Founding a charity is not unlike raising a child. I started Family Links in 1997 and have helped it to grow and flourish. I'm 65 now and have been putting the groundwork in to retire for the past five years, so I know the charity will survive without me and that it is ready to fly. It's time for fresh blood and new energy. I believe I can let go, and I'm not going to be a trustee – although I will remain as a patron.
I was a health visitor when I came across the Nurturing Programme, which was developed in the 1970s as a way to correct destructive parental behaviour patterns. The programme resonated with me because it helps families to help themselves.
It was a relief to leave the restrictions of the health profession and enter the voluntary sector, where creative energy is valued. There is a freedom from red tape that allows people to be entrepreneurial and visionary. The problem for charities is that we're all seeking money from the same sources, but we developed a model that enables us to draw our income through being a training organisation, so we are not reliant on funders.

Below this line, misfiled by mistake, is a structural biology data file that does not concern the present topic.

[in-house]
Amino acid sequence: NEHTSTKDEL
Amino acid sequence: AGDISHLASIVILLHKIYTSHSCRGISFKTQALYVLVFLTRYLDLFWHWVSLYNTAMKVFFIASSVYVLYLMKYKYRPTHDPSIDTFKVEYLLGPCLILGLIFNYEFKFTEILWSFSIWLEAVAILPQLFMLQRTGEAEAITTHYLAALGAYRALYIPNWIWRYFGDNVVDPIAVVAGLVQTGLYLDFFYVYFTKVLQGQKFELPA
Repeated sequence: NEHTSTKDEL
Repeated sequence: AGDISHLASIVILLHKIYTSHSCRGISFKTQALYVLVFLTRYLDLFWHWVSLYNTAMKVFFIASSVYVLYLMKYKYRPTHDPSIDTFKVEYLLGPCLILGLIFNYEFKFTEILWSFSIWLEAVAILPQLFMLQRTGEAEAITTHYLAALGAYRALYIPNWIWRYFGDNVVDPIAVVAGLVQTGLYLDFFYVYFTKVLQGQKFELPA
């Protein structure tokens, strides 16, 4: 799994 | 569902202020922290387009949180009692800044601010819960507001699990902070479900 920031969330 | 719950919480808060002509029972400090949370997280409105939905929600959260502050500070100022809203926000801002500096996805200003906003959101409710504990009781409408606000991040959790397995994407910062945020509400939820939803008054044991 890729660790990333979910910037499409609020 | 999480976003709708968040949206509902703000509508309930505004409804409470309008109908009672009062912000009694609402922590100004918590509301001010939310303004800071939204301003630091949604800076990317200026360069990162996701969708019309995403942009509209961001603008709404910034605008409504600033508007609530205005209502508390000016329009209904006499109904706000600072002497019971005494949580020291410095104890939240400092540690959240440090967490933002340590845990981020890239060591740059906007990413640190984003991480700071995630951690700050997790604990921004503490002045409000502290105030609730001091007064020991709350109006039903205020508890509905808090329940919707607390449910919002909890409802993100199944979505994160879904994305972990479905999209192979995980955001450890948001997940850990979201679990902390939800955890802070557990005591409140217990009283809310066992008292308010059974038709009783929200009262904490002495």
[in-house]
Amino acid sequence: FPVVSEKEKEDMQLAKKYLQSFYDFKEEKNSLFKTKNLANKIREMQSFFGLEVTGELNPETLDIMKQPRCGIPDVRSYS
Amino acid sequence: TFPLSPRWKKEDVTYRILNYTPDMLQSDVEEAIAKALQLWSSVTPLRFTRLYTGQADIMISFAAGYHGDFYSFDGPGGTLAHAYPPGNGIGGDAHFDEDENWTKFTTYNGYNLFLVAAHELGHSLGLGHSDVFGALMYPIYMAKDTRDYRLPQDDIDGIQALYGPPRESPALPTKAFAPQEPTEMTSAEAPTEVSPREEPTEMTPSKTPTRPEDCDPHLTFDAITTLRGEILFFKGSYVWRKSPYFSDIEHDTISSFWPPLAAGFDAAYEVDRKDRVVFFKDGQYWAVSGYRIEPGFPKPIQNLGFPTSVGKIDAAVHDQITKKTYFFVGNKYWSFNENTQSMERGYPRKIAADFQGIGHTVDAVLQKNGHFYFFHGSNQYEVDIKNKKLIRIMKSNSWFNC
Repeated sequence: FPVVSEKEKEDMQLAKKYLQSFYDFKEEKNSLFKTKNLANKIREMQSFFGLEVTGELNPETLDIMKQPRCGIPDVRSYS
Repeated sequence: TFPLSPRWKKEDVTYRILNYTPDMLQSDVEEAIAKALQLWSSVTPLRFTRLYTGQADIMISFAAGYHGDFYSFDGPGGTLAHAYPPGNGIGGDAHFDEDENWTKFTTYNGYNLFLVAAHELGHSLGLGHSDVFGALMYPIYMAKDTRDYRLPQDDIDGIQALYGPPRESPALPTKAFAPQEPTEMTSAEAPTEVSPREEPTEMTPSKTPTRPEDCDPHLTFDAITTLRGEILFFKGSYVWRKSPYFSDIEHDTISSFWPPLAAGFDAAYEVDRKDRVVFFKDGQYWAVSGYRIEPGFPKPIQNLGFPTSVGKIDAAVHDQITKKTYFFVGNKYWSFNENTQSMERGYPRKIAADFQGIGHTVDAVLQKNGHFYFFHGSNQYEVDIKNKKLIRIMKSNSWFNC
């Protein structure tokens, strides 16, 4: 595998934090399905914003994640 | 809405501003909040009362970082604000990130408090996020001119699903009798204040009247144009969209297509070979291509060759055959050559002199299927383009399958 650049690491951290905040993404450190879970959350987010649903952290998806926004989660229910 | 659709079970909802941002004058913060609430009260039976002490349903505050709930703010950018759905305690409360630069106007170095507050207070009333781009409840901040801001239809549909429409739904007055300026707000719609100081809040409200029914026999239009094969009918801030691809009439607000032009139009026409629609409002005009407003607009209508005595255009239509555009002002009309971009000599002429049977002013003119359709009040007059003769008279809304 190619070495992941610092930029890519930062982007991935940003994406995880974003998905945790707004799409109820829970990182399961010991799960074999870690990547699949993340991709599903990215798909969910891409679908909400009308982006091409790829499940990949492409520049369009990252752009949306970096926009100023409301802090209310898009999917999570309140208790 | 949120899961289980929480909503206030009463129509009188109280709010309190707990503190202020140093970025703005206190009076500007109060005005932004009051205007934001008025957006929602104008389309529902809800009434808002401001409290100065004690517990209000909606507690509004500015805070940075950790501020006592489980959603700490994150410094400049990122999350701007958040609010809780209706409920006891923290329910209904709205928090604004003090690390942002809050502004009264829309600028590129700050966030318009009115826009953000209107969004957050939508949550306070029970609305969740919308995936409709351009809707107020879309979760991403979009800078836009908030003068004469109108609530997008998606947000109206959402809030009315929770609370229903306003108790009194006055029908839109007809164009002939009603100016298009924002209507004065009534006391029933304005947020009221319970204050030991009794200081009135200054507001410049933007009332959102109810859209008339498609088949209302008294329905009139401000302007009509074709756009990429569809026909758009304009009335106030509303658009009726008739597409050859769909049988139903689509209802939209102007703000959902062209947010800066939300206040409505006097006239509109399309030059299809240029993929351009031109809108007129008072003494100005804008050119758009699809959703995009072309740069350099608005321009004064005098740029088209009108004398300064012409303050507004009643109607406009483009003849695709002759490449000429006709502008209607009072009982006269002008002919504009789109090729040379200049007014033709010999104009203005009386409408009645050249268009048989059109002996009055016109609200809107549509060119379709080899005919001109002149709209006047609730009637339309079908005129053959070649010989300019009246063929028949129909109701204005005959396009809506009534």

My aim was to help parents change unhappy lives into positive ones. It's important always to keep your aim in mind and stay true to the integrity of your charity, while retaining the flexibility needed to address economic problems. To be a good chief executive, you need to be forward-thinking, have strong interpersonal skills, surround yourself with a strong team and be prepared to work long hours. Above all, you need passion.
Family Links works with parents and teachers using the Nurturing Programme approach to enable children to get the best start in life